Indian GP moves on from the dog days of 2011
GREATER NOIDA, India
GREATER NOIDA, India (Reuters) - The dog days are over and the dust has also settled for the Indian Formula One Grand Prix on its second appearance on the Formula One calendar.
Last year's inaugural race at the Buddh International Circuit (BIC) was dogged by feral hounds on the dusty track during practice and teething problems in a paddock that was far from finished.
The race weekend was a success nonetheless, with 94,000 fans turning up, and organizers are confident this year's will consolidate their efforts.
There is more landscaping, an unfinished 'Stairway to Heaven' has now been completed and enclosed and Formula One chief Bernie Ecclestone gave the event a definite thumbs-up when he arrived.
"Superb. Big, big improvement in everything. Fantastic," the sport's most powerful man told reporters.
National motorsports federation chief Vicky Chandhok, father of Indian racing driver Karun, looked a relieved man.
"I took Charlie Whiting, FIA race director, around the circuit for an inspection. Normally he'll do three hours of inspection but he took one lap and said 'perfect'," Chandhok told reporters.
"He said the run-off area is so smooth that he could play golf on it, it's that good.
"Formula One Management are so pleased that they won't be surprised if once again it's (adjudged) one of the best organized Grands Prix in the world. It has been a huge improvement from last year," Chandhok added.
There has so far been no repeat of last year's canine interruption.
"Every single intervention post has a gate now. We learnt from mistakes. It was very well controlled by the volunteers last year. There was no panic, it did not cause any accident.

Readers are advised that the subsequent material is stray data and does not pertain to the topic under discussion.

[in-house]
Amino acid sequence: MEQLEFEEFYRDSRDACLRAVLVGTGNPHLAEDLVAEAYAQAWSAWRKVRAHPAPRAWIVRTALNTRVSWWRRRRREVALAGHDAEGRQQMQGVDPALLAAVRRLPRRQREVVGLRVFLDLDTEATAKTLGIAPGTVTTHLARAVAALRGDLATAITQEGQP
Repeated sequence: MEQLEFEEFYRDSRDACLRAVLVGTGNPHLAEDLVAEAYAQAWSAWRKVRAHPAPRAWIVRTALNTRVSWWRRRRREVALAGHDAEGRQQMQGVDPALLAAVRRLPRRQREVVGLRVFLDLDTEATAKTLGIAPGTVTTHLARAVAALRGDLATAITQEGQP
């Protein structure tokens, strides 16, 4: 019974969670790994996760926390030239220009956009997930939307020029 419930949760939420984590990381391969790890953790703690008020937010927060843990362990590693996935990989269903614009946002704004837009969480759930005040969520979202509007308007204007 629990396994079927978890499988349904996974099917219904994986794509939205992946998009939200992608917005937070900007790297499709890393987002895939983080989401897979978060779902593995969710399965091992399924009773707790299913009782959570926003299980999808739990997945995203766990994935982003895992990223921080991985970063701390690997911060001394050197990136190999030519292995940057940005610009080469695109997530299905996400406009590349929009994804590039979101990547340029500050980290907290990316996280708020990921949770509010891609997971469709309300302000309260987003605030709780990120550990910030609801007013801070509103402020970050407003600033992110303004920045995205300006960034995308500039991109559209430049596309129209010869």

"Everything is flowing now and everyone praised the circuit. Show me one driver among the 24 who doesn't love the track," Chandhok added.
Last year's winner Sebastian Vettel agreed.
"I loved the track layout last year, but not just because I won the race," the Red Bull driver said.
"With an average speed of 235 km/h, the course is the second quickest of the year after Monza. There is a lot of elevation change around the lap which adds to the fun... it's like a roller coaster," said the German, eyeing his fourth straight victory.
"It really has emerged as one of the most challenging circuits on the calendar for the drivers."
Local driver Narain Karthikeyan, who races for tail-enders HRT, was also optimistic of the race's success.
"We're coming off a hugely successful race last year, so expectations are high and I hope on Sunday we see a big crowd, a strong one," said the HRT driver who would be racing in his second home GP," he said.
"What I always say, in India there is a lot of passion for Formula One and comparative to our neighboring countries, like China, the understanding of Formula One is a lot better. It's going to be a good grand prix, I hope."
(Editing by Alan Baldwin/John O'Brien)
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